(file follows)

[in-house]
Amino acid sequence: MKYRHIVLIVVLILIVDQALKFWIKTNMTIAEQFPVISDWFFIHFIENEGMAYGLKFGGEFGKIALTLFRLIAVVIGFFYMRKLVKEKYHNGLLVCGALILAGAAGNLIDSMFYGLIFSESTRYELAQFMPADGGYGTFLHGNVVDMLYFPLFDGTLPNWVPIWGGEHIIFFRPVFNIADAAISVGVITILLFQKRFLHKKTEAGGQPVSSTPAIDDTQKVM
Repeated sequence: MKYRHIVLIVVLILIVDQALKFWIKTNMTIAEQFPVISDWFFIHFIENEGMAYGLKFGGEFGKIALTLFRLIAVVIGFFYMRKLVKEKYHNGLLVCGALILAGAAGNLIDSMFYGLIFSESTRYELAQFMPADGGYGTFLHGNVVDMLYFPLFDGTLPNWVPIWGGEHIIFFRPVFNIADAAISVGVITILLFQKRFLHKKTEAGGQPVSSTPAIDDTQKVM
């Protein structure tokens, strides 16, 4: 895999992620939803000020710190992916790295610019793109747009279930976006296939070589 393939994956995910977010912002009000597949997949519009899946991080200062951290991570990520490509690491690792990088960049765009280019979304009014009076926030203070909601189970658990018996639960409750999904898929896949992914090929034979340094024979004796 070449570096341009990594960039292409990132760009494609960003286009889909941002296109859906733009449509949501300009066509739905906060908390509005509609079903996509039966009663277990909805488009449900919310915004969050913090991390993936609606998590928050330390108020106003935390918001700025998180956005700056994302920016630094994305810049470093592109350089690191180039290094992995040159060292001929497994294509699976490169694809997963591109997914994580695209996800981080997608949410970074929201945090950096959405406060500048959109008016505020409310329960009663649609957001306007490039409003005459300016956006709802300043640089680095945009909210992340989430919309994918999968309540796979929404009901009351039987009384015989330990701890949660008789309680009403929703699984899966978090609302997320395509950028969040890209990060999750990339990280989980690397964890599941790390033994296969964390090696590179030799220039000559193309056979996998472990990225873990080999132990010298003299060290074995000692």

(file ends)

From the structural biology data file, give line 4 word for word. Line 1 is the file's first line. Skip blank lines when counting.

């Protein structure tokens, strides 16, 4: 895999992620939803000020710190992916790295610019793109747009279930976006296939070589 393939994956995910977010912002009000597949997949519009899946991080200062951290991570990520490509690491690792990088960049765009280019979304009014009076926030203070909601189970658990018996639960409750999904898929896949992914090929034979340094024979004796 070449570096341009990594960039292409990132760009494609960003286009889909941002296109859906733009449509949501300009066509739905906060908390509005509609079903996509039966009663277990909805488009449900919310915004969050913090991390993936609606998590928050330390108020106003935390918001700025998180956005700056994302920016630094994305810049470093592109350089690191180039290094992995040159060292001929497994294509699976490169694809997963591109997914994580695209996800981080997608949410970074929201945090950096959405406060500048959109008016505020409310329960009663649609957001306007490039409003005459300016956006709802300043640089680095945009909210992340989430919309994918999968309540796979929404009901009351039987009384015989330990701890949660008789309680009403929703699984899966978090609302997320395509950028969040890209990060999750990339990280989980690397964890599941790390033994296969964390090696590179030799220039000559193309056979996998472990990225873990080999132990010298003299060290074995000692």